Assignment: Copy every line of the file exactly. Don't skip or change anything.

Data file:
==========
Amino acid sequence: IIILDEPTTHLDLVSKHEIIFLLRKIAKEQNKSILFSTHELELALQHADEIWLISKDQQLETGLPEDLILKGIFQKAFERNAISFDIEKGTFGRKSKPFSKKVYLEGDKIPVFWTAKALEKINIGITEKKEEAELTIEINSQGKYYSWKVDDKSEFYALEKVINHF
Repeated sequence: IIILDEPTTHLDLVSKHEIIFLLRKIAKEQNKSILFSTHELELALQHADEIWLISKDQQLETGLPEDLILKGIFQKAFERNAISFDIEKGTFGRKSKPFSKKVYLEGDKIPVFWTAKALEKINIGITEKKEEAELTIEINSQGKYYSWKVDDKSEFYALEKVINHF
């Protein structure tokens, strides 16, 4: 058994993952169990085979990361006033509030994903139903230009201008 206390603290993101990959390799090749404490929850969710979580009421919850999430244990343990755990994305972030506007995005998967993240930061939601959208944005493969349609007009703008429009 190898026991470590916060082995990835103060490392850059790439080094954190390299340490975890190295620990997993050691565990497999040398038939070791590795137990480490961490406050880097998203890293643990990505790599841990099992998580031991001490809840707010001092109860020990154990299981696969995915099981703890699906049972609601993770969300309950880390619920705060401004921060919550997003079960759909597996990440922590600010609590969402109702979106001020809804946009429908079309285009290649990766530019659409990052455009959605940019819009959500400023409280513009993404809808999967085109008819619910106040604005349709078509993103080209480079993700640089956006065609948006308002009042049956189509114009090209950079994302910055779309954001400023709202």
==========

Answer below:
Amino acid sequence: IIILDEPTTHLDLVSKHEIIFLLRKIAKEQNKSILFSTHELELALQHADEIWLISKDQQLETGLPEDLILKGIFQKAFERNAISFDIEKGTFGRKSKPFSKKVYLEGDKIPVFWTAKALEKINIGITEKKEEAELTIEINSQGKYYSWKVDDKSEFYALEKVINHF
Repeated sequence: IIILDEPTTHLDLVSKHEIIFLLRKIAKEQNKSILFSTHELELALQHADEIWLISKDQQLETGLPEDLILKGIFQKAFERNAISFDIEKGTFGRKSKPFSKKVYLEGDKIPVFWTAKALEKINIGITEKKEEAELTIEINSQGKYYSWKVDDKSEFYALEKVINHF
């Protein structure tokens, strides 16, 4: 058994993952169990085979990361006033509030994903139903230009201008 206390603290993101990959390799090749404490929850969710979580009421919850999430244990343990755990994305972030506007995005998967993240930061939601959208944005493969349609007009703008429009 190898026991470590916060082995990835103060490392850059790439080094954190390299340490975890190295620990997993050691565990497999040398038939070791590795137990480490961490406050880097998203890293643990990505790599841990099992998580031991001490809840707010001092109860020990154990299981696969995915099981703890699906049972609601993770969300309950880390619920705060401004921060919550997003079960759909597996990440922590600010609590969402109702979106001020809804946009429908079309285009290649990766530019659409990052455009959605940019819009959500400023409280513009993404809808999967085109008819619910106040604005349709078509993103080209480079993700640089956006065609948006308002009042049956189509114009090209950079994302910055779309954001400023709202």